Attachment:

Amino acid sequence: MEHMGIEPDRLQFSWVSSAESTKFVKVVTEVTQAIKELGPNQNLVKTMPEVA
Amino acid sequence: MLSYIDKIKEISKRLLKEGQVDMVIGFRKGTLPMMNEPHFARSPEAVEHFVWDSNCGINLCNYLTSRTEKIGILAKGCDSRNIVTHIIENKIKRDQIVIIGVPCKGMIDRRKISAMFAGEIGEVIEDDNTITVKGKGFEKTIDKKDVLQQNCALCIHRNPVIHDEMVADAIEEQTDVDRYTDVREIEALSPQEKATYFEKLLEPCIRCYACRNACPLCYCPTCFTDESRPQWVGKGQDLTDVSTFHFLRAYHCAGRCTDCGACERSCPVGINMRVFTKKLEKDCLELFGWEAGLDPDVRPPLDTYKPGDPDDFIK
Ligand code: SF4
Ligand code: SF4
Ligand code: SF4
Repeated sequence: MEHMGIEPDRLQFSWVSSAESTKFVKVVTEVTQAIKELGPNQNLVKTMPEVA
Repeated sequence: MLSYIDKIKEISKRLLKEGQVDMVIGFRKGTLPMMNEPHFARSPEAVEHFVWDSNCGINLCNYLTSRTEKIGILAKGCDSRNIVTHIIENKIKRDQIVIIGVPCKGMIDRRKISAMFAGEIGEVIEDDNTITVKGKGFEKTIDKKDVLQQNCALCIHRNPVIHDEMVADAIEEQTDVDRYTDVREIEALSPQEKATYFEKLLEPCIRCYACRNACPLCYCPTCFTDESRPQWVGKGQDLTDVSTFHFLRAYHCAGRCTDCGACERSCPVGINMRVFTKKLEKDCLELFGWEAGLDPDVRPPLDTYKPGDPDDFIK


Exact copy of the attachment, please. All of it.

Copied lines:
Amino acid sequence: MEHMGIEPDRLQFSWVSSAESTKFVKVVTEVTQAIKELGPNQNLVKTMPEVA
Amino acid sequence: MLSYIDKIKEISKRLLKEGQVDMVIGFRKGTLPMMNEPHFARSPEAVEHFVWDSNCGINLCNYLTSRTEKIGILAKGCDSRNIVTHIIENKIKRDQIVIIGVPCKGMIDRRKISAMFAGEIGEVIEDDNTITVKGKGFEKTIDKKDVLQQNCALCIHRNPVIHDEMVADAIEEQTDVDRYTDVREIEALSPQEKATYFEKLLEPCIRCYACRNACPLCYCPTCFTDESRPQWVGKGQDLTDVSTFHFLRAYHCAGRCTDCGACERSCPVGINMRVFTKKLEKDCLELFGWEAGLDPDVRPPLDTYKPGDPDDFIK
Ligand code: SF4
Ligand code: SF4
Ligand code: SF4
Repeated sequence: MEHMGIEPDRLQFSWVSSAESTKFVKVVTEVTQAIKELGPNQNLVKTMPEVA
Repeated sequence: MLSYIDKIKEISKRLLKEGQVDMVIGFRKGTLPMMNEPHFARSPEAVEHFVWDSNCGINLCNYLTSRTEKIGILAKGCDSRNIVTHIIENKIKRDQIVIIGVPCKGMIDRRKISAMFAGEIGEVIEDDNTITVKGKGFEKTIDKKDVLQQNCALCIHRNPVIHDEMVADAIEEQTDVDRYTDVREIEALSPQEKATYFEKLLEPCIRCYACRNACPLCYCPTCFTDESRPQWVGKGQDLTDVSTFHFLRAYHCAGRCTDCGACERSCPVGINMRVFTKKLEKDCLELFGWEAGLDPDVRPPLDTYKPGDPDDFIK